Every month brings both new challenges and new opportunities to the world of technology. Problems arise, and updates bring stronger security to our systems.
The month of June has been no exception, and includes the usual patches for Windows operating system. However, there are also several unusual patch releases for browsers and CPUs.
Some flaws may be difficult to exploit, but that doesn’t mean you can ignore them forever.
Many organizations enjoy the peace of mind that outside services provide, including patching and updating for Windows machines. However, not all updates may be covered by a standard agreement or an internal patching process.
Because of this, it’s important to know exactly what’s covered and what isn’t.
Here are the recent patches you’ll need to take note of.
Microsoft Windows Patches and Updates
Microsoft’s June updates address 49 vulnerabilities, a decrease in volume. However, this is offset by the fact that attackers already exploit six zero-day vulnerabilities.
The active exploitation takes advantage of remote code execution, privilege elevation, and information disclosure bugs.
Because of this, businesses need to move quickly through patching protocols.
Additionally, five of the critical bugs are shared by both the Windows 10 OS and Windows Server versions 2008 through 2019.
The cumulative updates also include security fixes for the May 2021 patch, as well as the 2020 updates for May and October. These improve security features for SharePoint, input devices (mouse, keyboard, etc.), and Windows Authentication.
Adobe issued an unusually high 41 patches for their products, including Adobe Photoshop, Adobe Acrobat and Reader, and Adobe After Effects.
Using specially crafted PDFs, attackers can gain arbitrary code execution on a victim’s computer. There are no known workarounds, meaning patching is the only known protection.
These problems for Adobe Acrobat and Adobe Reader are already known to be actively exploited. Coupled with how common the software is, these issues should be treated as a priority.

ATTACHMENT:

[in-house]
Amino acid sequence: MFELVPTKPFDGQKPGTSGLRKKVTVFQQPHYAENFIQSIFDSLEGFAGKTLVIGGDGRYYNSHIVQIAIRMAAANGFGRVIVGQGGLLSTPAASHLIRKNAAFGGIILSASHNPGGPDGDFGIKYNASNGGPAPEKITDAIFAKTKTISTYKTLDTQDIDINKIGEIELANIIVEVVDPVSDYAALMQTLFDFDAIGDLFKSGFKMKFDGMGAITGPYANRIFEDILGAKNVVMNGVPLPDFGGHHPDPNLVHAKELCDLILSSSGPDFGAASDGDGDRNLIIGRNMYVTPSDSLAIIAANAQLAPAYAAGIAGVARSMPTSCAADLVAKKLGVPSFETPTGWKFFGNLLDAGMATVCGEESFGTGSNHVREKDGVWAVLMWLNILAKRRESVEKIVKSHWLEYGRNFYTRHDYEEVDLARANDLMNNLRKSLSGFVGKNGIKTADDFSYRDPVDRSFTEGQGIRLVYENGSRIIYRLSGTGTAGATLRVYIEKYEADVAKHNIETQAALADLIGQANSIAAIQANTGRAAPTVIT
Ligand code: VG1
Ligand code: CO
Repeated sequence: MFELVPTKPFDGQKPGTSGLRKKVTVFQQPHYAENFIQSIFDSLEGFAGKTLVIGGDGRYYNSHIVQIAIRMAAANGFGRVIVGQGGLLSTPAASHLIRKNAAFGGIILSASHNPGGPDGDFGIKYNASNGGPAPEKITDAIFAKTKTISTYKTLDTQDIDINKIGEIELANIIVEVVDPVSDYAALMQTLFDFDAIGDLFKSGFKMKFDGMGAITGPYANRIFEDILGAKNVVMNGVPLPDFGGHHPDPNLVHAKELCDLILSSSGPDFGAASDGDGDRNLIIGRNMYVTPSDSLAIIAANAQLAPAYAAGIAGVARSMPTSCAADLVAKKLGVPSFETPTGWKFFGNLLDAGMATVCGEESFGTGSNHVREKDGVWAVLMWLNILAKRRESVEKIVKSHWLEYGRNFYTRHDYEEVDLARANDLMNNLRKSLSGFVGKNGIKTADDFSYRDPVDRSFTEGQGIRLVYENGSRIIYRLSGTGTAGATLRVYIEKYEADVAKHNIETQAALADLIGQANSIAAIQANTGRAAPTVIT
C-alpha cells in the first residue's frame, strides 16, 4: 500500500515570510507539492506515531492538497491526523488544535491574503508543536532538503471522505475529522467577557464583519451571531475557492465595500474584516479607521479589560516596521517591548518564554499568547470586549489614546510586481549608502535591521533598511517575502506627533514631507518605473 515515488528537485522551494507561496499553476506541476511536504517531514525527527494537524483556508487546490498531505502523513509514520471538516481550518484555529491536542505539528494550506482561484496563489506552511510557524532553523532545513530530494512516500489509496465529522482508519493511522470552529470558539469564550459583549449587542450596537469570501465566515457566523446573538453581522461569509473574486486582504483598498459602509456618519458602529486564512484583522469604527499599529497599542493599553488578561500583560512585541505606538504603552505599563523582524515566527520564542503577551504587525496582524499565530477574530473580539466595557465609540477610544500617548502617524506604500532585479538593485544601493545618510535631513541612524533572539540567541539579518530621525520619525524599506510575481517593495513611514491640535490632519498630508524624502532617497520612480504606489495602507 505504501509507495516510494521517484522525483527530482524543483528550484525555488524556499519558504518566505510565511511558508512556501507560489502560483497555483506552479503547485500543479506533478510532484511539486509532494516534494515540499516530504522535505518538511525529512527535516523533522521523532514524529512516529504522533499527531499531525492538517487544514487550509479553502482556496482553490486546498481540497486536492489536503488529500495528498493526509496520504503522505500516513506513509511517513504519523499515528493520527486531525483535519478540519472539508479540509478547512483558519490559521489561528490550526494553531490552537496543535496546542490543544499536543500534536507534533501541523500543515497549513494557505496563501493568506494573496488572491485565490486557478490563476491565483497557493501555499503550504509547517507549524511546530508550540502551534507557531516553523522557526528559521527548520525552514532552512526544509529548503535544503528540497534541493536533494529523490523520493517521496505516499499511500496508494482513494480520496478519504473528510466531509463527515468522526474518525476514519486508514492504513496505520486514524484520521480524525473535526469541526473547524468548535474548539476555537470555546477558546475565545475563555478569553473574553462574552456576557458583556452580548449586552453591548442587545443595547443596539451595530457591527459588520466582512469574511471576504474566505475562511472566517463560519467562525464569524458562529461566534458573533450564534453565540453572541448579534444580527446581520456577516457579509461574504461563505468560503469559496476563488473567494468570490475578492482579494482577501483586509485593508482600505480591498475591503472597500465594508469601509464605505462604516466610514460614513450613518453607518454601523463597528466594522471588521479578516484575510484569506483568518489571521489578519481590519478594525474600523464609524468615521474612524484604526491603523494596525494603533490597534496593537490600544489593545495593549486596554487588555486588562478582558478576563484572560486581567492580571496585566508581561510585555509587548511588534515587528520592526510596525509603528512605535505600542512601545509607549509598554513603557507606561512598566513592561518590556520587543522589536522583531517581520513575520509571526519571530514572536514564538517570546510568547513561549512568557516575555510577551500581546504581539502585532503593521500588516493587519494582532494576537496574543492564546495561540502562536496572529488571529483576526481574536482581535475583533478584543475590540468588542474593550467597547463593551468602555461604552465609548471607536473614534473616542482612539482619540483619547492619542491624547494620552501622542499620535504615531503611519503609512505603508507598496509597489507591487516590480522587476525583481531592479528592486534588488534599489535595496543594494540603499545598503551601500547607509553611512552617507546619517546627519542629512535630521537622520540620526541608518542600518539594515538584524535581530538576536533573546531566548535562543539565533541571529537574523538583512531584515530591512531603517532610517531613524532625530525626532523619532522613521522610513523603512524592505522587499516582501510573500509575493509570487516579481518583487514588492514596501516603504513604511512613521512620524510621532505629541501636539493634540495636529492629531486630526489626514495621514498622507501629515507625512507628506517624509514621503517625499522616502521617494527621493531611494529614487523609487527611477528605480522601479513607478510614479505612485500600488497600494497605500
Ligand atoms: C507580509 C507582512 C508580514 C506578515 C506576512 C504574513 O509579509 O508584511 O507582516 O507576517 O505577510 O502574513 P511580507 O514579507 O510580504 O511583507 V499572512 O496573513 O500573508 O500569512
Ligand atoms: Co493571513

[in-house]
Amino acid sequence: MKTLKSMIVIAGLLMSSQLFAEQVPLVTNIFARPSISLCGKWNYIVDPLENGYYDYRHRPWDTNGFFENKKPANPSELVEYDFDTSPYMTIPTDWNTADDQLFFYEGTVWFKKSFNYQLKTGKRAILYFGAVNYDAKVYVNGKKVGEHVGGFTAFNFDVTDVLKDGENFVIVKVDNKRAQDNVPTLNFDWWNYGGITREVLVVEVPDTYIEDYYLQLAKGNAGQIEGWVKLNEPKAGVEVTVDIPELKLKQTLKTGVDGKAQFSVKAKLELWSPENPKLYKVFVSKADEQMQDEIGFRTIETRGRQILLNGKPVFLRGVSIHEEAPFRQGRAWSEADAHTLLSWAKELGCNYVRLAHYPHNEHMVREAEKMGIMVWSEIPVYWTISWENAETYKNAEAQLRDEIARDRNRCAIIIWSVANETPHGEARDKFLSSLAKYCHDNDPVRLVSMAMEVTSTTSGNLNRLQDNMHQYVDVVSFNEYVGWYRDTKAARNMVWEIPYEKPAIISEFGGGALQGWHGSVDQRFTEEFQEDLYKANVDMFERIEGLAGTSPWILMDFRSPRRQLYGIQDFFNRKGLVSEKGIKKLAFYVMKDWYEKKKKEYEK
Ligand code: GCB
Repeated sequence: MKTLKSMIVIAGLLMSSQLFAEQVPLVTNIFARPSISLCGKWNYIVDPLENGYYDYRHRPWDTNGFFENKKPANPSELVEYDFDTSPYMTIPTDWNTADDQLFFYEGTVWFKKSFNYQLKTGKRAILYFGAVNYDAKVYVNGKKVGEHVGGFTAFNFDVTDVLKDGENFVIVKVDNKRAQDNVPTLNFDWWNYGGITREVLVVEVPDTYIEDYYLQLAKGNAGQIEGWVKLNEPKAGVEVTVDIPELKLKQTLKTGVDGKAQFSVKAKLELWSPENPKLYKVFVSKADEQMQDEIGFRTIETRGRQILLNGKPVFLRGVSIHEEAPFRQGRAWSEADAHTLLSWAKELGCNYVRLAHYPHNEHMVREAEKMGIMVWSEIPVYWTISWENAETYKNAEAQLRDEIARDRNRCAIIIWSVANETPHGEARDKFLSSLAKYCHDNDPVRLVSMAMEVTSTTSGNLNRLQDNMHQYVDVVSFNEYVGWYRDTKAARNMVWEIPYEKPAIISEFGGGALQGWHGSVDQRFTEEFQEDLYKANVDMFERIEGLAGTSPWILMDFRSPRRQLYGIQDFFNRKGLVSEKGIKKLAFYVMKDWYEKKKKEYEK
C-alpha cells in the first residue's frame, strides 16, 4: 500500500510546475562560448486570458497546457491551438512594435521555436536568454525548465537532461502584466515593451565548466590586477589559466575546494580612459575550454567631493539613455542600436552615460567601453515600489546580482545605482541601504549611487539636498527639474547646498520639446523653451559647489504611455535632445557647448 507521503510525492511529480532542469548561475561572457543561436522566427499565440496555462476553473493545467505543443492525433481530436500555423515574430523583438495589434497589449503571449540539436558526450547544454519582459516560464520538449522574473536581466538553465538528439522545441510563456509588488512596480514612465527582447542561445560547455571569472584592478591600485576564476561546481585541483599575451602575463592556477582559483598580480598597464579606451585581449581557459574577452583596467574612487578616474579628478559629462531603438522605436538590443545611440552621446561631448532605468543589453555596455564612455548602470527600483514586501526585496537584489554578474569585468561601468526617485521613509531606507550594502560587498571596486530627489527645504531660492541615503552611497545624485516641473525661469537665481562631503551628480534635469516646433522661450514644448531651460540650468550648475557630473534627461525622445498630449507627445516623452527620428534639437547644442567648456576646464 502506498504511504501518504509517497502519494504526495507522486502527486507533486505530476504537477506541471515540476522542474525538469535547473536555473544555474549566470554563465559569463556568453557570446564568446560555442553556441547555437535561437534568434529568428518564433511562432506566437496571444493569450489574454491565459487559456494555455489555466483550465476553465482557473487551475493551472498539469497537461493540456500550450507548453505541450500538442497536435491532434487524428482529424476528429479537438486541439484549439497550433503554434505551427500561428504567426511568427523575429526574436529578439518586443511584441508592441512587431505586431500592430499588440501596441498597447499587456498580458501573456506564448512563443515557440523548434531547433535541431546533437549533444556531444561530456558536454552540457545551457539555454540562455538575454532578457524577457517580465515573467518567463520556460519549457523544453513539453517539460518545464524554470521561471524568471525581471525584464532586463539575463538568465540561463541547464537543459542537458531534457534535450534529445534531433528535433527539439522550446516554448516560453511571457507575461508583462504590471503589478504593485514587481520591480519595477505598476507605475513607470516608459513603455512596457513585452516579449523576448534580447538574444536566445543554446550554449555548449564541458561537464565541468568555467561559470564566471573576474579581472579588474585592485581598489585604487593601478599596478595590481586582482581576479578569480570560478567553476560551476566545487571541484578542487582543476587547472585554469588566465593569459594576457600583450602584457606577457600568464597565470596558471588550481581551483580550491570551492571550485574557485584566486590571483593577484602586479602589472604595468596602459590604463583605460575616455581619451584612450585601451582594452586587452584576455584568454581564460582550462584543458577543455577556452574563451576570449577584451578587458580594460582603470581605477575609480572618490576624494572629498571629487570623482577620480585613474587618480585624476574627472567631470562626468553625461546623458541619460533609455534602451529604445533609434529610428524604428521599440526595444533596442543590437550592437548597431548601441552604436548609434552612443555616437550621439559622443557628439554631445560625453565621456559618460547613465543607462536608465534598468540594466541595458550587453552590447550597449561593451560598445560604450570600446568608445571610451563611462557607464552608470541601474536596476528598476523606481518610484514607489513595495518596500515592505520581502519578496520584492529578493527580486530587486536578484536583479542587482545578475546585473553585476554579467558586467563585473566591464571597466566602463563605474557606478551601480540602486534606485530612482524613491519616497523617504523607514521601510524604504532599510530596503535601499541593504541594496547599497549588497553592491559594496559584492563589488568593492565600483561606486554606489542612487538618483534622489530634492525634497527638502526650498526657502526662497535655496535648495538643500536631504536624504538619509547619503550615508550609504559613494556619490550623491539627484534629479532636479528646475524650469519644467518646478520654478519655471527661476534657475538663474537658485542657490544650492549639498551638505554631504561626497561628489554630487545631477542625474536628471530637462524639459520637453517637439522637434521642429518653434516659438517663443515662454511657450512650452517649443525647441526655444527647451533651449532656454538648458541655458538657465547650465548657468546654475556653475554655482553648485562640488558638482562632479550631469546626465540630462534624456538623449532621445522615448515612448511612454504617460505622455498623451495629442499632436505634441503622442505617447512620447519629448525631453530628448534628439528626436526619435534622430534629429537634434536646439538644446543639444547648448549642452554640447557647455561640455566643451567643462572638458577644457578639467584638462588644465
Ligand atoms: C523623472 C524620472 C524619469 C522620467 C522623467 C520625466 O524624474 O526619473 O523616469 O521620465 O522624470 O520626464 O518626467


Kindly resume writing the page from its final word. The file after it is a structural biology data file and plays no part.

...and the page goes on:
Marketing departments often use less widespread Adobe products on Apple computers, which often require different patching processes than Windows devices.
This would be a great opportunity to verify if your MacOS users have been keeping their OS and software packages fully updated.
Also in June, Intel released 29 security advisories to address 73 vulnerabilities in BIOS firmware, Bluetooth products and more.
Although these bugs aren’t actively or easily exploited, nearly 20 of the vulnerabilities rate as “High” since they permit escalation of privilege.
Firmware updates can be much harder to test, so they often slip down the list of priorities when compared with the typical patches.
Although these flaws aren’t easy to take advantage of, their severity means you’ll need to address them sooner rather than later.
Chrome and Samsung Mobile Fixes
PuzzleMaker attacks combine Chrome and Windows vulnerabilities to create malware deployed with system privileges, as discovered by Kaspersky researchers. Thankfully, June patches for Windows and the latest updates for Chrome should eliminate this threat.
This marks the 6th zero-day Chrome vulnerability exploited in the wild to be fixed this year. Google Chrome should automatically attempt to update to version 91.0.4472.101, but managers need to spot check users, making sure the upgrade has been applied.
In addition to these, Samsung issued patches to fix vulnerabilities on pre-installed apps that allow stolen SMS messages, spying on users, or elevated privileges on Samsung Mobile devices.
As with Chrome, Samsung devices should automatically update, but IT administrators need to verify that users’ devices are corrected before connecting to the network.
Patching Cautions and Assistance
Just because new patches correct known issues, doesn’t mean they won’t create new ones of their own. Incompatibilities can arise, and because of this, it’s crucial to make sure each system is properly backed up.
Hardware firmware is more difficult to roll back, so you’ll want to test these updates on a handful of sample devices before continuing to the rest of the organization.
You don’t have to worry as much about the side effects of upgrading software such as Adobe or Chrome, but they might require special attention since they lay outside of normal patching processes.
When patching actively exploited vulnerabilities that permit privilege escalation, never assume that the patches were in time to prevent future attacks.
Continue monitoring your networks and systems for signs an attacker entered your network before it was corrected.
Ideal Integrations provides outsourcing to relieve an IT team of the monthly patching burden or cybersecurity monitoring, so they can focus on tasks that deliver more value to your organization.
Call Ideal Integrations at 412-349-6680 or fill out the form below and we can discuss what services may help your IT team.